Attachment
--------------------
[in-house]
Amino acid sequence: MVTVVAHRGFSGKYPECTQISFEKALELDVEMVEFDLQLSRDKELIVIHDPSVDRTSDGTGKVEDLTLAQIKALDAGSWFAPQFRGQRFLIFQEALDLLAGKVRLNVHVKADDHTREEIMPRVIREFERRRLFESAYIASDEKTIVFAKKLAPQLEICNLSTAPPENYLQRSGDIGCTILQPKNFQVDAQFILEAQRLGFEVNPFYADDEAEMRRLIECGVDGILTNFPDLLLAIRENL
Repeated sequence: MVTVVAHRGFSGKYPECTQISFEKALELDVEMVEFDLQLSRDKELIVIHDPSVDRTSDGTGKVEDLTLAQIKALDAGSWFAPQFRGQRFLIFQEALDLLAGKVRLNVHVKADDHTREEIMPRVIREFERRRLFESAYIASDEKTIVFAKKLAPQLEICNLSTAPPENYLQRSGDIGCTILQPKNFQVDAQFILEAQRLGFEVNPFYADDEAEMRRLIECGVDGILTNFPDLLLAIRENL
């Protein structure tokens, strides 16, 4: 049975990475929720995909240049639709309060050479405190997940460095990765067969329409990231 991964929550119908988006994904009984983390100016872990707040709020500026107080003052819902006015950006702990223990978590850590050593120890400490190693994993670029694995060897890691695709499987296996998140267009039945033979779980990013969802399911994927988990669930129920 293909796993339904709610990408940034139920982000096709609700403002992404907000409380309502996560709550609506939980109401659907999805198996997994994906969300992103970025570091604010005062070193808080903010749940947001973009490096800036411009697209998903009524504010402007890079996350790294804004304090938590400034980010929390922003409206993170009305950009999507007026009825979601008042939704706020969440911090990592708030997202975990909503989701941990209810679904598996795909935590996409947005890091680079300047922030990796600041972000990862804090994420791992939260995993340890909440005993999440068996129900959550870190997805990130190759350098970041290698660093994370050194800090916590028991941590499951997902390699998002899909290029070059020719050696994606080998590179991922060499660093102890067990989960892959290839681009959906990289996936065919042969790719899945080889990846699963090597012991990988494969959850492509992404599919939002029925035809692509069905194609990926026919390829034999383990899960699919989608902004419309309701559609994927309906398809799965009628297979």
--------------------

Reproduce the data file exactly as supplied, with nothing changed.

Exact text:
[in-house]
Amino acid sequence: MVTVVAHRGFSGKYPECTQISFEKALELDVEMVEFDLQLSRDKELIVIHDPSVDRTSDGTGKVEDLTLAQIKALDAGSWFAPQFRGQRFLIFQEALDLLAGKVRLNVHVKADDHTREEIMPRVIREFERRRLFESAYIASDEKTIVFAKKLAPQLEICNLSTAPPENYLQRSGDIGCTILQPKNFQVDAQFILEAQRLGFEVNPFYADDEAEMRRLIECGVDGILTNFPDLLLAIRENL
Repeated sequence: MVTVVAHRGFSGKYPECTQISFEKALELDVEMVEFDLQLSRDKELIVIHDPSVDRTSDGTGKVEDLTLAQIKALDAGSWFAPQFRGQRFLIFQEALDLLAGKVRLNVHVKADDHTREEIMPRVIREFERRRLFESAYIASDEKTIVFAKKLAPQLEICNLSTAPPENYLQRSGDIGCTILQPKNFQVDAQFILEAQRLGFEVNPFYADDEAEMRRLIECGVDGILTNFPDLLLAIRENL
């Protein structure tokens, strides 16, 4: 049975990475929720995909240049639709309060050479405190997940460095990765067969329409990231 991964929550119908988006994904009984983390100016872990707040709020500026107080003052819902006015950006702990223990978590850590050593120890400490190693994993670029694995060897890691695709499987296996998140267009039945033979779980990013969802399911994927988990669930129920 293909796993339904709610990408940034139920982000096709609700403002992404907000409380309502996560709550609506939980109401659907999805198996997994994906969300992103970025570091604010005062070193808080903010749940947001973009490096800036411009697209998903009524504010402007890079996350790294804004304090938590400034980010929390922003409206993170009305950009999507007026009825979601008042939704706020969440911090990592708030997202975990909503989701941990209810679904598996795909935590996409947005890091680079300047922030990796600041972000990862804090994420791992939260995993340890909440005993999440068996129900959550870190997805990130190759350098970041290698660093994370050194800090916590028991941590499951997902390699998002899909290029070059020719050696994606080998590179991922060499660093102890067990989960892959290839681009959906990289996936065919042969790719899945080889990846699963090597012991990988494969959850492509992404599919939002029925035809692509069905194609990926026919390829034999383990899960699919989608902004419309309701559609994927309906398809799965009628297979």